Luigi’s Italian Restaurant is the epitome of family-owned and operated.
Maria and Umberto Vitale moved to the area from Villagrazia di Carini, Sicily, and quickly settled into the family business.
Maria’s parents owned the Luigi’s in Manitowoc where she and Umberto worked before deciding to move to Sheboygan and open up their own restaurant in 1997.
Keeping it in the family
“We grew up right next door to the restaurant, so the entire family has been influential in how it operates,” Nicolo Vitale said.
Nicolo and his three brothers, Vincenzo, Antonio and Stefano, have worked in the restaurant alongside their parents since they were old enough to do so.
“Our parents have honed in that this is really important, and this is what has to happen to it to do well and succeed, so we’ve been more than happy to work at the restaurant,” he said.
Nicolo and the youngest brother, Stefano, have worked in the kitchen while the eldest, Vincenzo, and Antonio, have worked as servers.
“We’ve all dipped into all the different aspects of the restaurant — we’ve even done some deliveries,” Nicolo laughed. “We know it in and out.”
The eldest brothers have since graduated into their own full-time jobs, but continue to keep close to the family business.
“We are each working elsewhere, but we still keep it close to us. I still do some things for the restaurant in my spare time like running the social media,” Nicolo said. “It just really helped us grow up in our professional lives, but it also instilled our passion for family and for working.”
The family has also been joined by some long-standing staff members.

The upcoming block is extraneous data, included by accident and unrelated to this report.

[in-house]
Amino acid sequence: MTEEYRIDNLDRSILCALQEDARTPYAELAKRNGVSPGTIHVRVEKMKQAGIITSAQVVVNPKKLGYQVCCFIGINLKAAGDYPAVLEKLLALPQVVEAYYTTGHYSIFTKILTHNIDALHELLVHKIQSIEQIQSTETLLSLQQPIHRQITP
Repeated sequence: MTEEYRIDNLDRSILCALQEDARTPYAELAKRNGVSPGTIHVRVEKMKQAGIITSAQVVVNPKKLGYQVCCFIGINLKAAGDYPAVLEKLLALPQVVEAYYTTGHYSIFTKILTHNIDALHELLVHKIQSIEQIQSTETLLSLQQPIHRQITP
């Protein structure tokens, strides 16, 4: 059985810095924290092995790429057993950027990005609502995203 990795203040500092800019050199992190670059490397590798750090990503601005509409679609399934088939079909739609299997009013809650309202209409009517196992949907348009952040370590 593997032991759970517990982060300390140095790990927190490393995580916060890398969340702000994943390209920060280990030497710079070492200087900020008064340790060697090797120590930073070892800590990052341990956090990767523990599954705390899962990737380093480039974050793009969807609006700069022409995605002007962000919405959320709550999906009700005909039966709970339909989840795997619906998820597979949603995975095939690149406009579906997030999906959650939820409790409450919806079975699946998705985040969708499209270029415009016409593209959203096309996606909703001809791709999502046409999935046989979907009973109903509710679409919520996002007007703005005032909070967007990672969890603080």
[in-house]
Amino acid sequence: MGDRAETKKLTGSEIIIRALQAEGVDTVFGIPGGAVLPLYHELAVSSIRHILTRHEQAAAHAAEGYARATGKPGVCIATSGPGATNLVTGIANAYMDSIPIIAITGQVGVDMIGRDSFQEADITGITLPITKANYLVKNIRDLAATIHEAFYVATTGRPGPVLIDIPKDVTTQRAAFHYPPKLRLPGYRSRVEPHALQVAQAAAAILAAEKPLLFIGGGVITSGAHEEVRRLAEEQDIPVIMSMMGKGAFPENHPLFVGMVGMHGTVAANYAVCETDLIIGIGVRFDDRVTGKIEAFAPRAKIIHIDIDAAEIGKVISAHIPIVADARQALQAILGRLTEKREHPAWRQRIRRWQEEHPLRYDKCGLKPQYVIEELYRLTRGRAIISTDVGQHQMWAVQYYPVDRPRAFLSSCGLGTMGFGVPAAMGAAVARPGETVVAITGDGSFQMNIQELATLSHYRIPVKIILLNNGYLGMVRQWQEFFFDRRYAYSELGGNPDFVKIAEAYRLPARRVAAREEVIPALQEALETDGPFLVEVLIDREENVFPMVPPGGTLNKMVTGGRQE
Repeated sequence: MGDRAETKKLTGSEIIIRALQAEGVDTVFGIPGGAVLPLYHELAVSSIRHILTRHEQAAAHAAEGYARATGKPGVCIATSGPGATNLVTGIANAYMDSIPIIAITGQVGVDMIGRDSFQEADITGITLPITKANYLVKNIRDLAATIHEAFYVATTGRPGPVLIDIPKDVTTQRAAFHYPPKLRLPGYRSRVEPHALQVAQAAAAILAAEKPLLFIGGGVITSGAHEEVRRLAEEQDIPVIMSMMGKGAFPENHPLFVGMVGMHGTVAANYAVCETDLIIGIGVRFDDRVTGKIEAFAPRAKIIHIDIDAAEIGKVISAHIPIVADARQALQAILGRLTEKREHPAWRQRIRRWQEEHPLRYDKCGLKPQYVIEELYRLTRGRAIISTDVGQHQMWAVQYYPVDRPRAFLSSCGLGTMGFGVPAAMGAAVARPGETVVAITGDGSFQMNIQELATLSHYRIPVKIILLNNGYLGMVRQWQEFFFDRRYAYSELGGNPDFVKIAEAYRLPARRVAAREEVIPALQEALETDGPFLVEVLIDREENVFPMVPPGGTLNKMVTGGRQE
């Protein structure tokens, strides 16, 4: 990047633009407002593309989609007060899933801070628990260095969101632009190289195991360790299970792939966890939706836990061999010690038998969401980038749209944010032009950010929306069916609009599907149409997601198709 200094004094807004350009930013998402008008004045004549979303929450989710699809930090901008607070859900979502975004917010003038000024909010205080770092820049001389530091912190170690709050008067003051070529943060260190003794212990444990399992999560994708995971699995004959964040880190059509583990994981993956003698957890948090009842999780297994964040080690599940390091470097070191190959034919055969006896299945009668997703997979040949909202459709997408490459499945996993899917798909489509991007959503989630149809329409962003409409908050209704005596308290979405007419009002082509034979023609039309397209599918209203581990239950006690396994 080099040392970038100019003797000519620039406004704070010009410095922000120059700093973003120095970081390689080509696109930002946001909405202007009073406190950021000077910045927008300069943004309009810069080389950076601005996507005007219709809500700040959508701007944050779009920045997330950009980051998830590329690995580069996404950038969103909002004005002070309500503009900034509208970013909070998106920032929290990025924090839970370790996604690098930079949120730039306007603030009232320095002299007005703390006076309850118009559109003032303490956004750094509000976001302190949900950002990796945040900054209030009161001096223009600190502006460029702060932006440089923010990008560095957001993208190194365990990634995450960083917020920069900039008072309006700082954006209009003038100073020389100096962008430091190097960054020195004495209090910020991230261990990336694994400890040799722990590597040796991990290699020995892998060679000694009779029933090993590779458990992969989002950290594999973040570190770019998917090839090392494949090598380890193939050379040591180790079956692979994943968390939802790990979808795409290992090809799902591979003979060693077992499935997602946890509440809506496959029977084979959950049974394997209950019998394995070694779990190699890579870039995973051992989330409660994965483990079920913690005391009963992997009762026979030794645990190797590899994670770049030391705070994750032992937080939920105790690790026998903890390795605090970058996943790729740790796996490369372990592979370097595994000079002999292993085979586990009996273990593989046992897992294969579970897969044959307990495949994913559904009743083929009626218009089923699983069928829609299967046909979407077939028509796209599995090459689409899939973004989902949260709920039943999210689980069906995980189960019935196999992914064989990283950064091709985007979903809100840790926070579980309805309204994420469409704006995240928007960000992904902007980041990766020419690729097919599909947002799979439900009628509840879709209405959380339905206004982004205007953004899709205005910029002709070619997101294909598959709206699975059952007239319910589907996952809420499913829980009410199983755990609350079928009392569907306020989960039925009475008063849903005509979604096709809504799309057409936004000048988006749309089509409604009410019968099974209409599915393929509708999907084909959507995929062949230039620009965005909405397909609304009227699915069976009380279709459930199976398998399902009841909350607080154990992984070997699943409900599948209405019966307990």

“A handful of our employees have been there for ten plus years, which goes to show the approach we take when it comes to our staff as well,” Nicolo said.
About the food
“Hard work and dedication.”
That’s what Nicolo said goes into making what continues to be voted Sheboygan’s top spot for Italian cuisine.
“There’s a lot of work that goes in, from preparation to managing a dining room and kitchen staff and just running a business in general,” he explained. “Without those few things, it’s definitely not possible to have something that is successful.”
That, and tried and true recipes that have been passed down through generations.
"We make virtually everything we can from scratch,” Nicolo said. “The recipes on our menu are passed down, but everything is a little different.”
Portion sizes, in true Italian cuisine fashion, is also a point of emphasis.
“If you don’t want to go home hungry, I would say our restaurant probably has some of the biggest portions in town,” Nicolo said. “That’s one of the big things that keeps people coming back — just how much food and the quality of food we serve.”
• Meat Lover’s Pizza: Includes sausage, pepperoni, Canadian bacon, American bacon and meatballs with either traditional or Chicago-style stuffed crust.
• Rigatoni Nico: Rigatoni pasta and Italian sausage topped with their popular pink sauce served with salad and garlic bread.
• Tortellini Pesto: Cheese-filled or meat-filled tortellini in a homemade basil pesto sauce served with salad and garlic bread.